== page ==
I. The “Hydrogen Economy” is a Fantasy
The myth underlying Plug Power Inc (PLUG)’s 120x revenue multiple is that, as the world begins to earnestly address climate change by reducing its reliance on carbon-emitting fossil fuels, hydrogen power will play a key role as a clean source of energy. When that happens, the companies that specialize in developing and supplying the equipment necessary to extract energy out of hydrogen – including, among others, Plug Power – will be able to capitalize on the spending boom.
But the “hydrogen economy” will never happen. Electrolyzers will never be sold at scale to power vehicles or industrial processes. And hydrogen fuel cells (FCs) will never be used beyond the niche applications we consider below. To understand why, it’s worth delineating exactly what fossil fuel energy is primarily used for, and whether hydrogen-powered energy production can plausibly substitute fossil fuels in these applications. As the top graph on the previous page shows, according to the International Energy Agency (IEA), world energy consumption is dominated by oil, natural gas, and coal. The data also indicates that the end uses of this energy are almost entirely comprised of electricity production, transportation, heating, manufacturing, and construction.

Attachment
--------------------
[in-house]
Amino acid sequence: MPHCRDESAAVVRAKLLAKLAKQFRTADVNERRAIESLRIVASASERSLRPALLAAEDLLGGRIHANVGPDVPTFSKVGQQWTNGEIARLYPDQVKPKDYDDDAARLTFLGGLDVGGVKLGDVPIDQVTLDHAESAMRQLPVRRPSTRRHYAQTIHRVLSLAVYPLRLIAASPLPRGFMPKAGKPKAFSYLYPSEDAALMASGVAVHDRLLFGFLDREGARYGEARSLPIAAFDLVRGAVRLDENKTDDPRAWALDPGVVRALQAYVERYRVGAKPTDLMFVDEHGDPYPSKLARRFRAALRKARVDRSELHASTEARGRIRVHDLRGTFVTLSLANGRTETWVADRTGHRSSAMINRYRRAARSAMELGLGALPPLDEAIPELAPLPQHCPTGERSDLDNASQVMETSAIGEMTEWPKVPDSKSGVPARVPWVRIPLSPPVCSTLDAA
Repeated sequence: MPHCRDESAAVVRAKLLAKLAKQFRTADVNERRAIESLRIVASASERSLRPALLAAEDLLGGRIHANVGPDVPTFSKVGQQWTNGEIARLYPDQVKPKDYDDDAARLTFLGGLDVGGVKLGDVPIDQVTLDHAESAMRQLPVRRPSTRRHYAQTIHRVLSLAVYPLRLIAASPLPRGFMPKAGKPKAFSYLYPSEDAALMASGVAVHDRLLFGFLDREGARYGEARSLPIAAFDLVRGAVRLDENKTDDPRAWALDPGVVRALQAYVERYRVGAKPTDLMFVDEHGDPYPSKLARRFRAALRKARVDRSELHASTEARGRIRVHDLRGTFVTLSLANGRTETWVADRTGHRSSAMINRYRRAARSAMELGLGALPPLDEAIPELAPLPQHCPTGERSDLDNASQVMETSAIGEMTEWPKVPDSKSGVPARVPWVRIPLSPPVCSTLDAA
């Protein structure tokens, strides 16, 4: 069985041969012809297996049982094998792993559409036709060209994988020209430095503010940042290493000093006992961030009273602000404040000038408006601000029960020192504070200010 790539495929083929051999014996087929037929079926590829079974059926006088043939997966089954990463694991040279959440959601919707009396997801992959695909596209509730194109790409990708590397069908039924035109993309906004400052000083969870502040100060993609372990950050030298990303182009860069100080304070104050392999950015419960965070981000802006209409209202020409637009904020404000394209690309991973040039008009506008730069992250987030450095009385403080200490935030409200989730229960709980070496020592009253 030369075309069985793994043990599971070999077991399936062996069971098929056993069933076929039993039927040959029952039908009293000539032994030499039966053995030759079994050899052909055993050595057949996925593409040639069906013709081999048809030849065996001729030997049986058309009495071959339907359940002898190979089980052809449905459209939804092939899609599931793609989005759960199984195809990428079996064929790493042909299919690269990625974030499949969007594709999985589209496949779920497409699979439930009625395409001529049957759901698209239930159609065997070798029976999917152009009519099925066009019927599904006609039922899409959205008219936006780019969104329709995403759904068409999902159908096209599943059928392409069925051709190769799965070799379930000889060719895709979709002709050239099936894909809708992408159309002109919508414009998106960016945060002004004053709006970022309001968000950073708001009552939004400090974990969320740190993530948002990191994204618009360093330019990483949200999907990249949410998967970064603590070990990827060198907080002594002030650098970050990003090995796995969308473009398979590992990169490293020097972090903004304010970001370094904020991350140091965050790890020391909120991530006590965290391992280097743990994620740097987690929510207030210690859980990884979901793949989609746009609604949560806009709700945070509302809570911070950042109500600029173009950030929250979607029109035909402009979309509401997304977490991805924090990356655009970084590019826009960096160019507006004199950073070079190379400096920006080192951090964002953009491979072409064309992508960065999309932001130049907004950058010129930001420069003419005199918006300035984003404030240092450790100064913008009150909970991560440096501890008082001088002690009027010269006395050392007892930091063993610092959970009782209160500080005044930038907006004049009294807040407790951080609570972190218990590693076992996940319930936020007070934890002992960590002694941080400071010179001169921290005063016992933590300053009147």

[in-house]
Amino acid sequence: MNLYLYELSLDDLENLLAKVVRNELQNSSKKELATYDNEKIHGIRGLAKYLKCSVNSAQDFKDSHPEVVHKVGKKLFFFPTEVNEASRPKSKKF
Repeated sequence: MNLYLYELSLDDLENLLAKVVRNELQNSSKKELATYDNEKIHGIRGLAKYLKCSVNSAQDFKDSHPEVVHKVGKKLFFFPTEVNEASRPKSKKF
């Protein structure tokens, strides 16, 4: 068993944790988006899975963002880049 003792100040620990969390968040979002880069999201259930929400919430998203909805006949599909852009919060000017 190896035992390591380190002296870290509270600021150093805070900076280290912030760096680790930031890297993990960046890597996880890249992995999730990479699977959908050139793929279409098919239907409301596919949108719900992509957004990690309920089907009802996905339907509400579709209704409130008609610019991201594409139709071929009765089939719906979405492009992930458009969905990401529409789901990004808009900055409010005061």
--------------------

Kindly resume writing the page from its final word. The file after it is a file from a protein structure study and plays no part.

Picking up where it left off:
Can hydrogen be used as the primary energy source for any of these applications? Answering that question requires a basic understanding of how energy is extracted from hydrogen and how it can subsequently be transported and consumed by the end user. To produce pure hydrogen, electrolysis – the process of passing an electric current through, in this case, water – is used to separate water into hydrogen and oxygen. Electrolysis presupposes an external power source to produce the electric current which, in the green future, will ostensibly be wind- and solar-powered electricity. Given the low density of pure hydrogen gas, the hydrogen produced is then compressed, and either stored or transported via pipeline to the end user as is now done with natural gas. The end user can’t just burn the hydrogen, though, and so a fuel-cell is required, the purpose of which is to convert the energy of the hydrogen into electricity through a pair of redox reactions.